In light of a recent climate disaster, Ohio University should reconsider its fossil fuel energy source
Earlier this month, Cyclone Pam struck the island nation Vanuatu, which is located in the South Pacific Ocean off the coast of Australia. The UN estimated that the storm affected about 166,000 people and reported that the death toll was up to 17 as of Saturday. Winds up to 165 mph caused severe damage, and the nation needs all the help it can get.
Some blame climate change for the disastrous storm and the threat of rising sea levels. The United States Environmental Protection Agency and the National Oceanic and Atmospheric Administration both concur that sea levels are rising and the New York City Panel on Climate Change, co-chaired by a NASA researcher, issued a report warning the city of rising sea levels and the devastating effects that are predicted to take place in the not-so-distant future.
Cyclone Pam and similar occurrences of climate change leave our world with no choice but to act. Our society has long been intertwined with fossil fuels, but we must start to work for a clean future that benefits everyone. Carbon emissions and the burning of fossil fuels must be cut drastically to ensure a safe future for our planet.
Ohio University is at a crossroads with what to do with its energy infrastructure. The time to stop using coal has begun, and the university has decided to build a natural gas pipeline that can fulfill the energy needs of this campus. Stopping the use of coal is important, but to replace it with natural gas is simply missing the point. Going from one evil to another does not bode well for the future of OU, especially if long-term investments are being made for solutions that are not in tune with the future of energy.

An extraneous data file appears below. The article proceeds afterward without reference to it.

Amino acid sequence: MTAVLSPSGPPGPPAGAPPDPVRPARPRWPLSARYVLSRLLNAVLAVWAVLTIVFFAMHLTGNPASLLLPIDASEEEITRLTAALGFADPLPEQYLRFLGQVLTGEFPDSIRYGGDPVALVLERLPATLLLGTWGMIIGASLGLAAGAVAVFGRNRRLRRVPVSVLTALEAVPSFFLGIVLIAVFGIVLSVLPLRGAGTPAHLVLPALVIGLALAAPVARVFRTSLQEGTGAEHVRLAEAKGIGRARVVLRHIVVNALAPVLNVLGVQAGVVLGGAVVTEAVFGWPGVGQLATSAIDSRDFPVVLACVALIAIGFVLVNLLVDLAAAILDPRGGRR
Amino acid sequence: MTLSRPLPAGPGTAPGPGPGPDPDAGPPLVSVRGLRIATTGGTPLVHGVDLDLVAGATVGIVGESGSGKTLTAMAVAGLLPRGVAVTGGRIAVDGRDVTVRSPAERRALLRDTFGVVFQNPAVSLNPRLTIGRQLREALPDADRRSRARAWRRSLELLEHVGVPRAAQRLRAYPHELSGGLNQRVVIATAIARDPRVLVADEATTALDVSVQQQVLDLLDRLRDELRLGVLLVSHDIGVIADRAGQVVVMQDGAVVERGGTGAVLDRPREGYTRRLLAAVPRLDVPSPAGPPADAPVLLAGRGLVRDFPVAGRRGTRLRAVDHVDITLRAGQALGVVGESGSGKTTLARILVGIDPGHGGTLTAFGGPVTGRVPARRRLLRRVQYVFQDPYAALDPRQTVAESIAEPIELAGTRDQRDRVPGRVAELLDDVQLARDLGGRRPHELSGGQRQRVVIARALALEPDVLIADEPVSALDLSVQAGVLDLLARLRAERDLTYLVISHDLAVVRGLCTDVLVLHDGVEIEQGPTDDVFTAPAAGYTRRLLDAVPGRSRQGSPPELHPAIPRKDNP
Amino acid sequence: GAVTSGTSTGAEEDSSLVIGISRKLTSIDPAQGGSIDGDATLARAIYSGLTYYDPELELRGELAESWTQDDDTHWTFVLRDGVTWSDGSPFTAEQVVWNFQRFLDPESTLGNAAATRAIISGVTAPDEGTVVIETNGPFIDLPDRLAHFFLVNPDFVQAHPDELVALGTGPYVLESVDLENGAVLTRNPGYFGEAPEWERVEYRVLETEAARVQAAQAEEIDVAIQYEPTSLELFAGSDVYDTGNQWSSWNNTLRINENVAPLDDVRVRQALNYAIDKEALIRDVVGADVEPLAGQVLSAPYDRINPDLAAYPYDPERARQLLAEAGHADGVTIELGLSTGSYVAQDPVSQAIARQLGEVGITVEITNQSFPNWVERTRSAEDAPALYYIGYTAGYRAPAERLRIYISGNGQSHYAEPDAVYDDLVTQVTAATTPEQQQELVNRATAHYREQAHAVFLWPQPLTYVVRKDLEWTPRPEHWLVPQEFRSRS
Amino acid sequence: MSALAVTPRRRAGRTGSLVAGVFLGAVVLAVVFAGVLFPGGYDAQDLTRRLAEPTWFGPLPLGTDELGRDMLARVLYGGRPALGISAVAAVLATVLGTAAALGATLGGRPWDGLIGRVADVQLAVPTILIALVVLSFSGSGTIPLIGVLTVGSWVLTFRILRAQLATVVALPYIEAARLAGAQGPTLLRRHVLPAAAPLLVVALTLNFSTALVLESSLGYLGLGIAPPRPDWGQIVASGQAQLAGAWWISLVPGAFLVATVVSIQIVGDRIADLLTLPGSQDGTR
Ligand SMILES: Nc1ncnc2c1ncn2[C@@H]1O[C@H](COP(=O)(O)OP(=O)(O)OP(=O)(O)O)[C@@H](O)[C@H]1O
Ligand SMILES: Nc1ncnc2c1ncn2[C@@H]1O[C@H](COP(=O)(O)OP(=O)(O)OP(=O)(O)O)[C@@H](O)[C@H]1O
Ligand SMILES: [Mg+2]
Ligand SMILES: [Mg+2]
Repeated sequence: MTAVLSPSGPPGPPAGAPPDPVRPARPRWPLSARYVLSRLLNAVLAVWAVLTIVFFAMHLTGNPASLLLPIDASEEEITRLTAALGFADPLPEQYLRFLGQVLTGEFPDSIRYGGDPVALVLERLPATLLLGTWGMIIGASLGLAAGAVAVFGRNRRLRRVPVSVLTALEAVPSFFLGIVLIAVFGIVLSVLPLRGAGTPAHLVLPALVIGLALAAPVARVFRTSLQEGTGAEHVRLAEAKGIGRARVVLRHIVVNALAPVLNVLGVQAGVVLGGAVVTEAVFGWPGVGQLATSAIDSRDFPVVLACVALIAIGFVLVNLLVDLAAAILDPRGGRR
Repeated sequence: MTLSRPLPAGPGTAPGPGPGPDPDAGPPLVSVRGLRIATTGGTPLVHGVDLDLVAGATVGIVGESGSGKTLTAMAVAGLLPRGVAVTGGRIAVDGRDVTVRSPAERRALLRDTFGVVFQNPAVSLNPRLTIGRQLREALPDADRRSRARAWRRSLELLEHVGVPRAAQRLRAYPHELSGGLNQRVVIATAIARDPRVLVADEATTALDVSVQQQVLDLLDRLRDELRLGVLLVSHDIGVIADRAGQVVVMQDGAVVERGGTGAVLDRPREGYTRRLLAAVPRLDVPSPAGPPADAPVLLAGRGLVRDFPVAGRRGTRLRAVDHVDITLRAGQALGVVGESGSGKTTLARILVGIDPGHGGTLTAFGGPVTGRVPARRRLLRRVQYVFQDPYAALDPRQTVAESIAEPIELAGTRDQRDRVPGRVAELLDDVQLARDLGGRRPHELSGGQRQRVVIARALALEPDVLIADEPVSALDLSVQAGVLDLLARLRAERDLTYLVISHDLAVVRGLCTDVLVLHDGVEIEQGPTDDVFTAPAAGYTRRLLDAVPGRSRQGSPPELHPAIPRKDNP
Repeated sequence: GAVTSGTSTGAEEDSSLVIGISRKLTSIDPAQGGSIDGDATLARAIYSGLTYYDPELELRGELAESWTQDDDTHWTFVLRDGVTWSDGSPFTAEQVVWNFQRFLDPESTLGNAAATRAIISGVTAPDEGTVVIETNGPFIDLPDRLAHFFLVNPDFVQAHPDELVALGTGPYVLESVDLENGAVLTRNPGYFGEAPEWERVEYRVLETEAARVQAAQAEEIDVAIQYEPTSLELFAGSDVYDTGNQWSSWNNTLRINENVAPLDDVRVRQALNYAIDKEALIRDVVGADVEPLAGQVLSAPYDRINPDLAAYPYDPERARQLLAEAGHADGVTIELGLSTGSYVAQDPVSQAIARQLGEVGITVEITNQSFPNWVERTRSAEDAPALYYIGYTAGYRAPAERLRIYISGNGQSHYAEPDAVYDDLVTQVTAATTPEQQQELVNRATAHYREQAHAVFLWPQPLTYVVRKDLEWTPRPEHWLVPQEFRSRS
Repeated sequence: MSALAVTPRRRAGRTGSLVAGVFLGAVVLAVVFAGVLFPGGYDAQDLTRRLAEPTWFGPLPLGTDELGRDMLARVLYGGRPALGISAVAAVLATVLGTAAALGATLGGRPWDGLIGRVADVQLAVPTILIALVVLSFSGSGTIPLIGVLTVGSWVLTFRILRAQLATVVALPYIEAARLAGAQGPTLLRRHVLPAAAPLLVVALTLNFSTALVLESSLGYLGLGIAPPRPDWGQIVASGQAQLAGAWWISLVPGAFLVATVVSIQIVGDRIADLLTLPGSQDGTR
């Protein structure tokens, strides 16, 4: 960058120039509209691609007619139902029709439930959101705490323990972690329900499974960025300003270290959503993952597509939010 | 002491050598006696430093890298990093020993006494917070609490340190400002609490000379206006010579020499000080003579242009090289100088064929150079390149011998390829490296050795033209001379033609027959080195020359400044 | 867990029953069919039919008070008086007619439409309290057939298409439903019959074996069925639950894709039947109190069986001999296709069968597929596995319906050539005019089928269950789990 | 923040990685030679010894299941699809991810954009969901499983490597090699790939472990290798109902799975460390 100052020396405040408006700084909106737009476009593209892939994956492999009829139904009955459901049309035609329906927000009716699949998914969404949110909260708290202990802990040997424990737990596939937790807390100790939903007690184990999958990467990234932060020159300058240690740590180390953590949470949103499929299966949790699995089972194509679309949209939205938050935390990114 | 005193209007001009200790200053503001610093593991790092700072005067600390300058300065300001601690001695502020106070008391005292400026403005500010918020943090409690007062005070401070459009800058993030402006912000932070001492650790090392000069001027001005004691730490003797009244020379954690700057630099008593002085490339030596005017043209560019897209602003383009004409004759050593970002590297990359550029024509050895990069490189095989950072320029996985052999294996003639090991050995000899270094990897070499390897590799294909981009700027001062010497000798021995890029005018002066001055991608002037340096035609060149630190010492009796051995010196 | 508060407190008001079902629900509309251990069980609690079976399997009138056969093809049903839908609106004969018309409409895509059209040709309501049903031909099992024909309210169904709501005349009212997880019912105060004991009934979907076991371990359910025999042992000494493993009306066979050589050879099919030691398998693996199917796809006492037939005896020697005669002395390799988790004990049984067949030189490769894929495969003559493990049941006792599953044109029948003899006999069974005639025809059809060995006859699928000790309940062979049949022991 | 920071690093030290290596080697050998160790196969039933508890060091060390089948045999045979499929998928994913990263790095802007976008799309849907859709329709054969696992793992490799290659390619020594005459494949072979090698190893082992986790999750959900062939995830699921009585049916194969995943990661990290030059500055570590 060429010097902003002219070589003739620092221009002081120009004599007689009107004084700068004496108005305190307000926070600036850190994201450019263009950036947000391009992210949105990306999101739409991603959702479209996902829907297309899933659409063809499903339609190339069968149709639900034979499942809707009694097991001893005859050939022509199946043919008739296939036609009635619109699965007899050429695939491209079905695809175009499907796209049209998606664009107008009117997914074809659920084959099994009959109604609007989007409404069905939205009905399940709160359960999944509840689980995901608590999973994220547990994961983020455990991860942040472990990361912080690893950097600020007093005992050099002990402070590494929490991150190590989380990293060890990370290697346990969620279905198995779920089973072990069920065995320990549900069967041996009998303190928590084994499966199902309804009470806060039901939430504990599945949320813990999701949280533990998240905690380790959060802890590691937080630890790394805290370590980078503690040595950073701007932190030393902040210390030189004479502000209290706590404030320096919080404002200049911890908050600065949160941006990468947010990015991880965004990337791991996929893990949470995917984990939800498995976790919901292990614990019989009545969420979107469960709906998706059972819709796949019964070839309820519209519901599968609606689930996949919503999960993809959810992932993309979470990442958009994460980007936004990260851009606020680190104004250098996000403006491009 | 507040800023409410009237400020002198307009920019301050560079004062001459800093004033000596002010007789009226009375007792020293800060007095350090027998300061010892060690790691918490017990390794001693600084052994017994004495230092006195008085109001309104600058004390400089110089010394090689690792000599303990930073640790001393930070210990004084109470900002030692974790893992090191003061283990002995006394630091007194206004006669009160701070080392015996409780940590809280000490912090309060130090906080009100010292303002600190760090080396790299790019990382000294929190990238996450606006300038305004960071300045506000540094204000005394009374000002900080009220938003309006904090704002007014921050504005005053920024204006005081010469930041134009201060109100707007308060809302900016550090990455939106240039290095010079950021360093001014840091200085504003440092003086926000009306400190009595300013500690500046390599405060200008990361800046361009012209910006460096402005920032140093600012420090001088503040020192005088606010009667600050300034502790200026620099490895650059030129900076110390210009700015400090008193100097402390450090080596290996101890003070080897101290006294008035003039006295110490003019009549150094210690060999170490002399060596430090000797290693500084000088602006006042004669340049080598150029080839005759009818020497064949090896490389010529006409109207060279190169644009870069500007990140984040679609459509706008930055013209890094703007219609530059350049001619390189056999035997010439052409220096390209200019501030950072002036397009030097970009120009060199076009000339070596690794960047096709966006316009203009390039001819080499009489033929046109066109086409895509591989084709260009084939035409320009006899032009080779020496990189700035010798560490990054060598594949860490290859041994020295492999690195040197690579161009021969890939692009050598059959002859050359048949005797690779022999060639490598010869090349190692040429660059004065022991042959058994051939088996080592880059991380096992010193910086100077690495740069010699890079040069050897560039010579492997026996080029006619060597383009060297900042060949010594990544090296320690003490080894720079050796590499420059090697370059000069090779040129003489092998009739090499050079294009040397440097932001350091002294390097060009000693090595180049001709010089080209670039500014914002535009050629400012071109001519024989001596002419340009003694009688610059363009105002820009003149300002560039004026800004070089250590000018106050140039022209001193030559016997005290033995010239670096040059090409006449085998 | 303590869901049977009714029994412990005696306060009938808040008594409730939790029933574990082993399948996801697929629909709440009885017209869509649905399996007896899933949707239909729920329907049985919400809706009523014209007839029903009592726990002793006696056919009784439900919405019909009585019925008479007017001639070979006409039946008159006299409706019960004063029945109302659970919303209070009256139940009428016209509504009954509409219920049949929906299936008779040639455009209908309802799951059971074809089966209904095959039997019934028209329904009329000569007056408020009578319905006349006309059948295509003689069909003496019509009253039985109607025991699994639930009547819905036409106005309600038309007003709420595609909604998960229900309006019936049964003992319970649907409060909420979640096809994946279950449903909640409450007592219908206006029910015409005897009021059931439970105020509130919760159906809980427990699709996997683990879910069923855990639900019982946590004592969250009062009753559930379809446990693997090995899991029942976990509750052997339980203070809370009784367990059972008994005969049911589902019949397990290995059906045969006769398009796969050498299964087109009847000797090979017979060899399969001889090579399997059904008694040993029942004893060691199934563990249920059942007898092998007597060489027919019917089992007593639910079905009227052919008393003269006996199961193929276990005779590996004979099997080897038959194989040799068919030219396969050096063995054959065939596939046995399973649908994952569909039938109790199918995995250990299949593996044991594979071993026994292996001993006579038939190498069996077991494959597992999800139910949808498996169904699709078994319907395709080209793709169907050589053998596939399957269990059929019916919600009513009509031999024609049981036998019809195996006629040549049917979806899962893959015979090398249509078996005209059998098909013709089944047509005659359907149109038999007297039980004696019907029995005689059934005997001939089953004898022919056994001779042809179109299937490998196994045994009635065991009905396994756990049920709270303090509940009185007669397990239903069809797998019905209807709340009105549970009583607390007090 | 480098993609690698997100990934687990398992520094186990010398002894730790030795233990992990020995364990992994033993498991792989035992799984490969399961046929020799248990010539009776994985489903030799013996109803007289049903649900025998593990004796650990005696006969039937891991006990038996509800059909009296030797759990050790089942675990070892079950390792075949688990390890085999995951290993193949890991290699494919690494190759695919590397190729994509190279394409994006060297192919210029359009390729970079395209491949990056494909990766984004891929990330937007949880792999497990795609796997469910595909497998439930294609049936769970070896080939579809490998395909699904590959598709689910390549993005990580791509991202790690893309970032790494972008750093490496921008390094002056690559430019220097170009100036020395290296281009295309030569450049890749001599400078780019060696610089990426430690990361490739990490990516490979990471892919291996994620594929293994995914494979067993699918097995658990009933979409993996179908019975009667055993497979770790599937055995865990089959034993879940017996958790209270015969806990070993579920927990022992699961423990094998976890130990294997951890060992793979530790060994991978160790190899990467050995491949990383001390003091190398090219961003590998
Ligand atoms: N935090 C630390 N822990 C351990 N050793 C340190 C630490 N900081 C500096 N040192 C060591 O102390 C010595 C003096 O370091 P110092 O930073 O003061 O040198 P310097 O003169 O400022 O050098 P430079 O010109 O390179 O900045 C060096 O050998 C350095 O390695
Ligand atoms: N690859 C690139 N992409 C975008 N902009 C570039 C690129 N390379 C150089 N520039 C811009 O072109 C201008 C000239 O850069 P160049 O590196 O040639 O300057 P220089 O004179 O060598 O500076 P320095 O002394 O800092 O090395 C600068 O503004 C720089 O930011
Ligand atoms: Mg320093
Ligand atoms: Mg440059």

With events like Cyclone Pam, the future of our earth is in the hands of the people that burn fossil fuels. How can we rebuild a clean society that won’t be responsible for disastrous climate effects and the destruction of ecosystems? We have to cut our dependence to dirty energy and the divestment movement and clean energy for institutions is already doing this.
OUCAN is a local group that is pushing for a renewable Ohio University, and that is the solution that OU needs to ensure a better future. The time to act is now, and it is time to forget the past and build a clean future.
Hopefully Vanuatu perseveres through this tragedy, and the necessary steps are taken to combat climate change.
Grant Stover is a sophomore studying English, a member of the Environmental Committee on Student Senate and a member of the Sierra Coalition at Ohio University. Email him at firstname.lastname@example.org or find him on Twitter at @grant_stover.